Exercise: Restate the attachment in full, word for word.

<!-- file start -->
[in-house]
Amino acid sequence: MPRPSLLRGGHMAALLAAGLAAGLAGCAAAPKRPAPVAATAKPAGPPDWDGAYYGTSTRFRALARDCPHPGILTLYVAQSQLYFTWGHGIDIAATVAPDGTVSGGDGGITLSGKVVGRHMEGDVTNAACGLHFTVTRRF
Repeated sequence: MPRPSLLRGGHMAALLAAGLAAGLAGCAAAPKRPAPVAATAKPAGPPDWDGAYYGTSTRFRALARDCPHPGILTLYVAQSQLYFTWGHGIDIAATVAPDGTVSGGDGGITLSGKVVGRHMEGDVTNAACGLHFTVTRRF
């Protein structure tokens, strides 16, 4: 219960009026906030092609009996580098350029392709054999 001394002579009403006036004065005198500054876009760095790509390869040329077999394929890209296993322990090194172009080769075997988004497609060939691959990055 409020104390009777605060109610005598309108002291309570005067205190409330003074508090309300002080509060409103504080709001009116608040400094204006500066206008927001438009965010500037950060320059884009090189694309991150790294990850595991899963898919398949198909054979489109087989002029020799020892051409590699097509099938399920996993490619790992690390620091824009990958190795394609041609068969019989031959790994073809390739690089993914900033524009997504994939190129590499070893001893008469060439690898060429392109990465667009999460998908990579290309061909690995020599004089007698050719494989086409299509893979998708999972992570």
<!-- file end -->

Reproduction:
[in-house]
Amino acid sequence: MPRPSLLRGGHMAALLAAGLAAGLAGCAAAPKRPAPVAATAKPAGPPDWDGAYYGTSTRFRALARDCPHPGILTLYVAQSQLYFTWGHGIDIAATVAPDGTVSGGDGGITLSGKVVGRHMEGDVTNAACGLHFTVTRRF
Repeated sequence: MPRPSLLRGGHMAALLAAGLAAGLAGCAAAPKRPAPVAATAKPAGPPDWDGAYYGTSTRFRALARDCPHPGILTLYVAQSQLYFTWGHGIDIAATVAPDGTVSGGDGGITLSGKVVGRHMEGDVTNAACGLHFTVTRRF
């Protein structure tokens, strides 16, 4: 219960009026906030092609009996580098350029392709054999 001394002579009403006036004065005198500054876009760095790509390869040329077999394929890209296993322990090194172009080769075997988004497609060939691959990055 409020104390009777605060109610005598309108002291309570005067205190409330003074508090309300002080509060409103504080709001009116608040400094204006500066206008927001438009965010500037950060320059884009090189694309991150790294990850595991899963898919398949198909054979489109087989002029020799020892051409590699097509099938399920996993490619790992690390620091824009990958190795394609041609068969019989031959790994073809390739690089993914900033524009997504994939190129590499070893001893008469060439690898060429392109990465667009999460998908990579290309061909690995020599004089007698050719494989086409299509893979998708999972992570």